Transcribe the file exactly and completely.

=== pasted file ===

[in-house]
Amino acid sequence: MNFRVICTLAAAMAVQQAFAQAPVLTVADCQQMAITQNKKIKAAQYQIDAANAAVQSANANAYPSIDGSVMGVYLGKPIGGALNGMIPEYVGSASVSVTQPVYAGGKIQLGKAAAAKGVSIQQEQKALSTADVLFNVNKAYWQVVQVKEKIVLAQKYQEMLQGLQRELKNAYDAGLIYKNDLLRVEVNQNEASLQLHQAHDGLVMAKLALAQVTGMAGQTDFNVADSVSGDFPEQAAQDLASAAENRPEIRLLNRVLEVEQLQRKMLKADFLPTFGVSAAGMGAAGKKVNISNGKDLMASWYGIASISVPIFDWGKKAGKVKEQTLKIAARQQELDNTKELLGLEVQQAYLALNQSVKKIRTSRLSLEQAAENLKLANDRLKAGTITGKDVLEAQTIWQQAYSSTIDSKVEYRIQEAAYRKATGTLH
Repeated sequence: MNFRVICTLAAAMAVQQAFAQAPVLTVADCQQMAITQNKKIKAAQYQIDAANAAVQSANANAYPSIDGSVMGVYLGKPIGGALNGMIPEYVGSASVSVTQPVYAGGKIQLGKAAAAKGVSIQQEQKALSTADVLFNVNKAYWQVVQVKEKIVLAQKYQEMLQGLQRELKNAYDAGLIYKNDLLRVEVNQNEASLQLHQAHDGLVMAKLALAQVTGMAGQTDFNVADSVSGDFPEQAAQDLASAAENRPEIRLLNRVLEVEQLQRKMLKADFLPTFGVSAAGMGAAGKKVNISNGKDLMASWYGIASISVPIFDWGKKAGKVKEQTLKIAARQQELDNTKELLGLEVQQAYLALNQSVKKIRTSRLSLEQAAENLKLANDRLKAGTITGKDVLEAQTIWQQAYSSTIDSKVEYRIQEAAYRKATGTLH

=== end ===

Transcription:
[in-house]
Amino acid sequence: MNFRVICTLAAAMAVQQAFAQAPVLTVADCQQMAITQNKKIKAAQYQIDAANAAVQSANANAYPSIDGSVMGVYLGKPIGGALNGMIPEYVGSASVSVTQPVYAGGKIQLGKAAAAKGVSIQQEQKALSTADVLFNVNKAYWQVVQVKEKIVLAQKYQEMLQGLQRELKNAYDAGLIYKNDLLRVEVNQNEASLQLHQAHDGLVMAKLALAQVTGMAGQTDFNVADSVSGDFPEQAAQDLASAAENRPEIRLLNRVLEVEQLQRKMLKADFLPTFGVSAAGMGAAGKKVNISNGKDLMASWYGIASISVPIFDWGKKAGKVKEQTLKIAARQQELDNTKELLGLEVQQAYLALNQSVKKIRTSRLSLEQAAENLKLANDRLKAGTITGKDVLEAQTIWQQAYSSTIDSKVEYRIQEAAYRKATGTLH
Repeated sequence: MNFRVICTLAAAMAVQQAFAQAPVLTVADCQQMAITQNKKIKAAQYQIDAANAAVQSANANAYPSIDGSVMGVYLGKPIGGALNGMIPEYVGSASVSVTQPVYAGGKIQLGKAAAAKGVSIQQEQKALSTADVLFNVNKAYWQVVQVKEKIVLAQKYQEMLQGLQRELKNAYDAGLIYKNDLLRVEVNQNEASLQLHQAHDGLVMAKLALAQVTGMAGQTDFNVADSVSGDFPEQAAQDLASAAENRPEIRLLNRVLEVEQLQRKMLKADFLPTFGVSAAGMGAAGKKVNISNGKDLMASWYGIASISVPIFDWGKKAGKVKEQTLKIAARQQELDNTKELLGLEVQQAYLALNQSVKKIRTSRLSLEQAAENLKLANDRLKAGTITGKDVLEAQTIWQQAYSSTIDSKVEYRIQEAAYRKATGTLH